Trying to figure this season will drive you crazy. Michigan loses to Appalachian State. USC loses to Stanford. Mike Gundy loses his temper. Connecticut, Kansas and Cincinnati lose … wait, they haven't yet lost.
Madness. Sheer madness.
So, is it crazy to think USF and Boston College are indeed among the nation's five best teams? Is it crazy to think Missouri can win the national championship? Is it crazy to think Penn State can lose four or five more games?
Anything appears possible.
But perhaps the unpredictability of this season, the fall of traditional powers and the rise of upstart programs finally will convince the college football hierarchy that a playoff is necessary to determine a national champion.
Now, that's crazy.
Parity, or insanity?
With USC going down (to Stanford), and the new top five having teams such as Cal, USF and Boston College, is it officially time to announce parity in college football? Or is it time to say the polls are crazy if USF, BC and Cal are among the top-five teams in the country?
— Gary in Pittsburgh -----
First of all, let me say that I like the polls, but only as a vehicle for creating interest – which was the original purpose when The Associated Press poll was established decades ago.
Opinions shouldn't be used to crown a national champion. I'll admit I thought Ohio State would beat Florida last season (and so did most others), and that's why college football needs a playoff.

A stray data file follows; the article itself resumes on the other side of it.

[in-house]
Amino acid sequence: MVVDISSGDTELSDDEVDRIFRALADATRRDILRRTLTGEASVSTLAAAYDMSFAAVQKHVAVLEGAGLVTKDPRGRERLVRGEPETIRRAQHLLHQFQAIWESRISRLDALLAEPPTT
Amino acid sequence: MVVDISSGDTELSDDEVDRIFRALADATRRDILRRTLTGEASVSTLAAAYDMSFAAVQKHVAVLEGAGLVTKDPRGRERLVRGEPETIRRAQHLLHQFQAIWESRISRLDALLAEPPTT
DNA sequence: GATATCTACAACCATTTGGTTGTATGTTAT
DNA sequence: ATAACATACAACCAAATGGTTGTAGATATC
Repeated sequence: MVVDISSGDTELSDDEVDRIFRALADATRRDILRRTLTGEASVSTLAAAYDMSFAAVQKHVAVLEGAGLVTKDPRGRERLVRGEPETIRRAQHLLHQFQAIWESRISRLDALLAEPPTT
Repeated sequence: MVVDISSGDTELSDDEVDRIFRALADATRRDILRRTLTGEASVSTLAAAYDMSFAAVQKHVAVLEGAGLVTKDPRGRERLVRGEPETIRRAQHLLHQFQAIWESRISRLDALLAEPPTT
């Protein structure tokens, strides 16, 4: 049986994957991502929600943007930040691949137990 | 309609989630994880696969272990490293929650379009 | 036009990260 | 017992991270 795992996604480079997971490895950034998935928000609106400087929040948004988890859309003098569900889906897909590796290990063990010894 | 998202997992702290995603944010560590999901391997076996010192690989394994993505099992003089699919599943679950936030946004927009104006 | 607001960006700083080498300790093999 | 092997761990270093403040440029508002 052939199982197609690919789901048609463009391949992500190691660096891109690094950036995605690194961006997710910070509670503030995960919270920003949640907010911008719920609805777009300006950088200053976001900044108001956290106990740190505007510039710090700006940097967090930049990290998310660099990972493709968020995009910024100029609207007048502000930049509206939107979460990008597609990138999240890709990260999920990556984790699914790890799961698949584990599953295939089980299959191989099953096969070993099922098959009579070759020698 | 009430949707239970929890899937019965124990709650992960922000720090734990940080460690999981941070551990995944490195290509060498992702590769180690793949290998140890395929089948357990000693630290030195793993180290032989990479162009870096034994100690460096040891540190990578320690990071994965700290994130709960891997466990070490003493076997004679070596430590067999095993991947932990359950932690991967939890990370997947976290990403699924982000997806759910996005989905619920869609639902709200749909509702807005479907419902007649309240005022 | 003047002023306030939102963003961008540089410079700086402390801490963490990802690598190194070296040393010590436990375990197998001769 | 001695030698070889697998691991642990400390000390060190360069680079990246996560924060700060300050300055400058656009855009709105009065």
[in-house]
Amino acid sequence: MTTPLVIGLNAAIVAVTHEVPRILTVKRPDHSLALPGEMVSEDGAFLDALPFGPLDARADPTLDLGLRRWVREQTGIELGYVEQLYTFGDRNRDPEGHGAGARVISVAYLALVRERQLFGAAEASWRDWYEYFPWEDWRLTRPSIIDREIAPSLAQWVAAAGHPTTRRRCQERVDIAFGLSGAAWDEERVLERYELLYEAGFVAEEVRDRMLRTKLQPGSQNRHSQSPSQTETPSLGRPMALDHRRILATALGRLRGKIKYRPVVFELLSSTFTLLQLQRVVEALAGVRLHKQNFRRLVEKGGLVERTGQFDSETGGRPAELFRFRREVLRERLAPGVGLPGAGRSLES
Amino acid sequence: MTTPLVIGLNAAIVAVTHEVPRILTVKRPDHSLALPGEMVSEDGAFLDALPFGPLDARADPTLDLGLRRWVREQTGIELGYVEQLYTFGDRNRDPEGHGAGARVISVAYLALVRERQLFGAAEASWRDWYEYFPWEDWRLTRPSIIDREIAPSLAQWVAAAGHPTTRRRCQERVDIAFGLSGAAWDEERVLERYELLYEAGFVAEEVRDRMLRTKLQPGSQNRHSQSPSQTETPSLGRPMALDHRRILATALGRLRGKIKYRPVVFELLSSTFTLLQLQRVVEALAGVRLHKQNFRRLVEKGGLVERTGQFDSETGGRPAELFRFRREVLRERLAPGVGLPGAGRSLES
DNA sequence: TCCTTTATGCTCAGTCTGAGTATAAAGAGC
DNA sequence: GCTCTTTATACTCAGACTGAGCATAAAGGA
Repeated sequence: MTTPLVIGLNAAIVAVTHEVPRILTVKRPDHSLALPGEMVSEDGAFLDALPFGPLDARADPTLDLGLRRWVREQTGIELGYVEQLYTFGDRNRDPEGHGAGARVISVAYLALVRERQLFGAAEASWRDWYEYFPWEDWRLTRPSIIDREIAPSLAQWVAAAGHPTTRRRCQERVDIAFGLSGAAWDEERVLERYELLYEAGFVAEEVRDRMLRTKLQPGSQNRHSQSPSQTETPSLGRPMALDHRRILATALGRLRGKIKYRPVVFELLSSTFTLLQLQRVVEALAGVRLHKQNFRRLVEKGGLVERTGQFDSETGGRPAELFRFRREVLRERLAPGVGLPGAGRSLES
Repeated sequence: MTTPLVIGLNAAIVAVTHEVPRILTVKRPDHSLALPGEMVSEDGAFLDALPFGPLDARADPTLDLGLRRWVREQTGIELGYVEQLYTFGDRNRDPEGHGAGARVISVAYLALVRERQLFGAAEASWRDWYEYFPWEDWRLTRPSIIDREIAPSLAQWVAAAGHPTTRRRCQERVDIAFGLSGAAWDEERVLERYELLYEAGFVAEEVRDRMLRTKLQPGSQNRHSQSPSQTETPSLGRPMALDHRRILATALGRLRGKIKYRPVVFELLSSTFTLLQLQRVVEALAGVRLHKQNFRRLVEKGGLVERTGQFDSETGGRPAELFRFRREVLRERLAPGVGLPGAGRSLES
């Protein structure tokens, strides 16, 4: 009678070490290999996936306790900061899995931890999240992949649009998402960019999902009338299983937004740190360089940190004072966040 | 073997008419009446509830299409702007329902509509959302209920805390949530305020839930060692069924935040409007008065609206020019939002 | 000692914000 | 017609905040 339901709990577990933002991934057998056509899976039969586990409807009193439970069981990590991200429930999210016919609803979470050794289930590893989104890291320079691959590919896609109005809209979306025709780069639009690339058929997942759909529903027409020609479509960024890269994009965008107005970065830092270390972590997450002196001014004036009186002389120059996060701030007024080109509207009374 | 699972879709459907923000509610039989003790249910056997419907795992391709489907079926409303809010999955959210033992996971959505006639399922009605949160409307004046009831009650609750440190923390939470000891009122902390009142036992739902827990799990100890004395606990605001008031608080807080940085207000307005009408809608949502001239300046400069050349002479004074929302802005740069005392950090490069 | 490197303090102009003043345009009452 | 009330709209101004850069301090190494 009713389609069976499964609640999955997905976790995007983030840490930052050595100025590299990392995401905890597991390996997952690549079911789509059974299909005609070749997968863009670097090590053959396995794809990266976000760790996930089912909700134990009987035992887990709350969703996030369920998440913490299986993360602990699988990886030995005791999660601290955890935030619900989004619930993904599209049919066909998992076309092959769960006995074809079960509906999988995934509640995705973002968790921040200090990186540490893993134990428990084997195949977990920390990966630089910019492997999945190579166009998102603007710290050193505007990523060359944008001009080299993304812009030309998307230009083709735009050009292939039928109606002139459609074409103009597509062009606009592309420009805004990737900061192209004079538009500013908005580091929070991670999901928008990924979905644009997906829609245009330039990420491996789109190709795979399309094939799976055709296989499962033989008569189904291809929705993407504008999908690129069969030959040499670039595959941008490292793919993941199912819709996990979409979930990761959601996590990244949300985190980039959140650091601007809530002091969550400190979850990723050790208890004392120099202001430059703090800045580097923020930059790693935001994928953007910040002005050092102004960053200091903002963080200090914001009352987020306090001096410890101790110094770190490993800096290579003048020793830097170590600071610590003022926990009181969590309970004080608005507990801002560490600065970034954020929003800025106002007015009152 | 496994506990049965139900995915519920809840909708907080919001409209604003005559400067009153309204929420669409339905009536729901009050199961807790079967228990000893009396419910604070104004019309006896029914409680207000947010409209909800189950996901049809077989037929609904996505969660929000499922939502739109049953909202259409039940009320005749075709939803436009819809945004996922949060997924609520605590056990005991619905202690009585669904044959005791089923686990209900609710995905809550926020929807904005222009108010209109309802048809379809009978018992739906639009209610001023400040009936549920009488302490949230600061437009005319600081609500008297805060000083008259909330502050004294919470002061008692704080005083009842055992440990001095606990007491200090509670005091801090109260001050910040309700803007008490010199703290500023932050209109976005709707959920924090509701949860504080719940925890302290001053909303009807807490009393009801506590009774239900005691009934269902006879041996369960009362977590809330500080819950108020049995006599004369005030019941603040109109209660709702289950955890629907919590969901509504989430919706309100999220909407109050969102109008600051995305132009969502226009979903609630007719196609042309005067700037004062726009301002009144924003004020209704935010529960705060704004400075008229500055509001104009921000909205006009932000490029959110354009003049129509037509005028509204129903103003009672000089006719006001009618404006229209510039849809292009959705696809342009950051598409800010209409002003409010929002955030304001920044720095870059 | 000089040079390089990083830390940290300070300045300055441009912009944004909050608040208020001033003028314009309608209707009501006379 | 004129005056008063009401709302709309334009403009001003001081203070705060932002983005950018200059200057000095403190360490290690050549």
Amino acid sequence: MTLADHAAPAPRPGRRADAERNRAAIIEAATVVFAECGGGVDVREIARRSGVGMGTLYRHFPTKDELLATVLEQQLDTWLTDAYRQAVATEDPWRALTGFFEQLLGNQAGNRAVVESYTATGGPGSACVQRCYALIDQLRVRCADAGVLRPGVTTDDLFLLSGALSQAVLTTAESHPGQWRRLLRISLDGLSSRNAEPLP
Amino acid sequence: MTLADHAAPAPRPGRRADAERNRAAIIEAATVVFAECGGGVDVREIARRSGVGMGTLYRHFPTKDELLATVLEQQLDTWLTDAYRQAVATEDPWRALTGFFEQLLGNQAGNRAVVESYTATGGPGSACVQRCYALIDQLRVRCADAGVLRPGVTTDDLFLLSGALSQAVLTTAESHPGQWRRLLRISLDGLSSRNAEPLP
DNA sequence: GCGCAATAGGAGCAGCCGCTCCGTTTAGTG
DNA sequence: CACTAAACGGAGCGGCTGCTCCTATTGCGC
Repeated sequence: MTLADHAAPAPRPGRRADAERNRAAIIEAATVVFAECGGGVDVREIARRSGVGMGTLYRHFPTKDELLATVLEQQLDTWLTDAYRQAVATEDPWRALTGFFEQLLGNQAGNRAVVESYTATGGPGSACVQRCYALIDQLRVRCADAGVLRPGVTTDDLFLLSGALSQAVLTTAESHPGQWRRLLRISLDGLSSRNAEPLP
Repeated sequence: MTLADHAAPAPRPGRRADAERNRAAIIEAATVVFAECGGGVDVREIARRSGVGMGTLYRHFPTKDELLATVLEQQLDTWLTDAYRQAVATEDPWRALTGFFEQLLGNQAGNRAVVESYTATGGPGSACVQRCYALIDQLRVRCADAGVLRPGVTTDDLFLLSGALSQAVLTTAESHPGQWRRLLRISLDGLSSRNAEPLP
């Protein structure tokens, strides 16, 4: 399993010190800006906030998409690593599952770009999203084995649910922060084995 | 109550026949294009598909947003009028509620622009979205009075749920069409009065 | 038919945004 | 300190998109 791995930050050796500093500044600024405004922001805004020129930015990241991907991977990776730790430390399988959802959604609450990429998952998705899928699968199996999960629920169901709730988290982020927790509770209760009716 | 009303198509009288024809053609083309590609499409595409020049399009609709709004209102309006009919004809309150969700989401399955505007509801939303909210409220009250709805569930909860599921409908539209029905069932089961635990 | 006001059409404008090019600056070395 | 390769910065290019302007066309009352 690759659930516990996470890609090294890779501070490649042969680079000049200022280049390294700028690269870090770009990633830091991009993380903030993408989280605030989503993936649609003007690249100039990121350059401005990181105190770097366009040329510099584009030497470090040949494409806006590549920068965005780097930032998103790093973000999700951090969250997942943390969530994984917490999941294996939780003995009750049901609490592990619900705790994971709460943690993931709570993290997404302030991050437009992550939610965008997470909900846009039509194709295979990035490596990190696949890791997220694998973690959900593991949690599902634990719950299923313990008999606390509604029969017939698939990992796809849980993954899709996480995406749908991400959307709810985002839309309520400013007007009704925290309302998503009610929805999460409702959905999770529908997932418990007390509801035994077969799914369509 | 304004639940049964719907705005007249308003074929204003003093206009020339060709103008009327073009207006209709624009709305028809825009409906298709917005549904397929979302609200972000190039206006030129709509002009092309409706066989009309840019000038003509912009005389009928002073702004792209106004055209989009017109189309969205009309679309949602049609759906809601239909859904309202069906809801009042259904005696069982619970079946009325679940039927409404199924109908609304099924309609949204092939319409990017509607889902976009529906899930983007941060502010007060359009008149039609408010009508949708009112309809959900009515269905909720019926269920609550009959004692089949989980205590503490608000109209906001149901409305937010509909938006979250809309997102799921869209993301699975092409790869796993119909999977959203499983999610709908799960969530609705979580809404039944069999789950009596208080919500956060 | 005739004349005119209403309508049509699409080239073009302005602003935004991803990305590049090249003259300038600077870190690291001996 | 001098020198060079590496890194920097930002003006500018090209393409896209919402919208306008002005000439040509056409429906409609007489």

But that's another matter entirely.
To answer your question, I believe there is more parity in college football than ever. There are hundreds of wonderful football players around the country, and scholarship limitations ensure they can't be horded by a few traditionally elite programs.
How else does one explain Appalachian State defeating Michigan, Stanford beating USC or Colorado beating Oklahoma?
Just in the past two weeks, eight teams ranked in the top 10 have lost. In fact, nine teams in the preseason top 10 have at least one loss.
The only teams that were ranked in the top 10 two weeks ago and haven't lost are Cal (which did not play last week) and LSU.
Of course, LSU had to come from behind at home to defeat Florida, which the previous week had lost to Auburn, which earlier this season lost at home to USF.
Does that mean USF would beat Florida? Probably not. But it does reinforce the parity question and underscores that USF deserves to be ranked in the top 10.
But can the Bulls and teams such as Boston College and California stay there? As we've seen, that's not easy to do. There's too much parity.
Who do you see meeting in Atlanta for the SEC championship? Which team do you think will be the biggest surprise at the end of the year?